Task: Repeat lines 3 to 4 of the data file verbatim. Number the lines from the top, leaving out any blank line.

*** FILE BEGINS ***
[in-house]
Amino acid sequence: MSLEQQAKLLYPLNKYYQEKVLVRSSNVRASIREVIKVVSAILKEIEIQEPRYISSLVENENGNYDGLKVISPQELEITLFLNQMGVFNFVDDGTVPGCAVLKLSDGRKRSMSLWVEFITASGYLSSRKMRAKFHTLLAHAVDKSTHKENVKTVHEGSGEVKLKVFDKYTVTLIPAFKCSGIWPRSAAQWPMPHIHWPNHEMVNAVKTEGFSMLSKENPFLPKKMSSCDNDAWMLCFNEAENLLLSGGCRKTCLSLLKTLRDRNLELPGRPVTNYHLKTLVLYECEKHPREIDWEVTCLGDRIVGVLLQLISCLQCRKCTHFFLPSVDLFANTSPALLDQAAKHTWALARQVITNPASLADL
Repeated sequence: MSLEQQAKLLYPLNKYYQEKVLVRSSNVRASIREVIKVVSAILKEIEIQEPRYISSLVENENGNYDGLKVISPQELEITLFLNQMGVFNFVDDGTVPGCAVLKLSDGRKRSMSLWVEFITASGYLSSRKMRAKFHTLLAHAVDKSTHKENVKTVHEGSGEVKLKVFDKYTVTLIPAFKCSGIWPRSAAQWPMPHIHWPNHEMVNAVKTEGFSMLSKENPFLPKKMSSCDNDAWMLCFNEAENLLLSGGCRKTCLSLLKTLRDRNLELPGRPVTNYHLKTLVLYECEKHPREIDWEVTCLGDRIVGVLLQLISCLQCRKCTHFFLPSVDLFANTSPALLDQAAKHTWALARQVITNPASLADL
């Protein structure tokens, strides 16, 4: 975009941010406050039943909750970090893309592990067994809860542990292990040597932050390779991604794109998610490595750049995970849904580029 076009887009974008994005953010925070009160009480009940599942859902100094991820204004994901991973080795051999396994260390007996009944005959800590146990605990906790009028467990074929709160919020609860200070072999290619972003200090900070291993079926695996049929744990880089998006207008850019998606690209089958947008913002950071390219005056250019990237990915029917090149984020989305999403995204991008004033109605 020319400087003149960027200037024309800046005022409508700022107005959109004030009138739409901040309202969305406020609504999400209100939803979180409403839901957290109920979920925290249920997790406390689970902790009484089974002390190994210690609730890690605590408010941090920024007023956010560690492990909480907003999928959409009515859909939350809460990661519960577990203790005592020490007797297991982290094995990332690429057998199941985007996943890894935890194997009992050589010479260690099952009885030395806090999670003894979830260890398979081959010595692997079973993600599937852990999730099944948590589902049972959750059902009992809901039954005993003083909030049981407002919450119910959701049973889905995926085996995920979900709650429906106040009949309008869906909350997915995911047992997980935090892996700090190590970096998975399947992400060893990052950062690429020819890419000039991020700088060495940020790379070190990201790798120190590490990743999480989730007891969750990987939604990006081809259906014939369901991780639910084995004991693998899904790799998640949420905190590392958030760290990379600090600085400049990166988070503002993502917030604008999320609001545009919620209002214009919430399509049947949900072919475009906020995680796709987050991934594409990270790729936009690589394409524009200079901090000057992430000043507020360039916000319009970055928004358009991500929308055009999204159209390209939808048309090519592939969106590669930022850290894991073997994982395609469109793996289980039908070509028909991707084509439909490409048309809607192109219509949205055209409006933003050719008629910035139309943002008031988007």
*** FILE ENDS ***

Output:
Repeated sequence: MSLEQQAKLLYPLNKYYQEKVLVRSSNVRASIREVIKVVSAILKEIEIQEPRYISSLVENENGNYDGLKVISPQELEITLFLNQMGVFNFVDDGTVPGCAVLKLSDGRKRSMSLWVEFITASGYLSSRKMRAKFHTLLAHAVDKSTHKENVKTVHEGSGEVKLKVFDKYTVTLIPAFKCSGIWPRSAAQWPMPHIHWPNHEMVNAVKTEGFSMLSKENPFLPKKMSSCDNDAWMLCFNEAENLLLSGGCRKTCLSLLKTLRDRNLELPGRPVTNYHLKTLVLYECEKHPREIDWEVTCLGDRIVGVLLQLISCLQCRKCTHFFLPSVDLFANTSPALLDQAAKHTWALARQVITNPASLADL
């Protein structure tokens, strides 16, 4: 975009941010406050039943909750970090893309592990067994809860542990292990040597932050390779991604794109998610490595750049995970849904580029 076009887009974008994005953010925070009160009480009940599942859902100094991820204004994901991973080795051999396994260390007996009944005959800590146990605990906790009028467990074929709160919020609860200070072999290619972003200090900070291993079926695996049929744990880089998006207008850019998606690209089958947008913002950071390219005056250019990237990915029917090149984020989305999403995204991008004033109605 020319400087003149960027200037024309800046005022409508700022107005959109004030009138739409901040309202969305406020609504999400209100939803979180409403839901957290109920979920925290249920997790406390689970902790009484089974002390190994210690609730890690605590408010941090920024007023956010560690492990909480907003999928959409009515859909939350809460990661519960577990203790005592020490007797297991982290094995990332690429057998199941985007996943890894935890194997009992050589010479260690099952009885030395806090999670003894979830260890398979081959010595692997079973993600599937852990999730099944948590589902049972959750059902009992809901039954005993003083909030049981407002919450119910959701049973889905995926085996995920979900709650429906106040009949309008869906909350997915995911047992997980935090892996700090190590970096998975399947992400060893990052950062690429020819890419000039991020700088060495940020790379070190990201790798120190590490990743999480989730007891969750990987939604990006081809259906014939369901991780639910084995004991693998899904790799998640949420905190590392958030760290990379600090600085400049990166988070503002993502917030604008999320609001545009919620209002214009919430399509049947949900072919475009906020995680796709987050991934594409990270790729936009690589394409524009200079901090000057992430000043507020360039916000319009970055928004358009991500929308055009999204159209390209939808048309090519592939969106590669930022850290894991073997994982395609469109793996289980039908070509028909991707084509439909490409048309809607192109219509949205055209409006933003050719008629910035139309943002008031988007």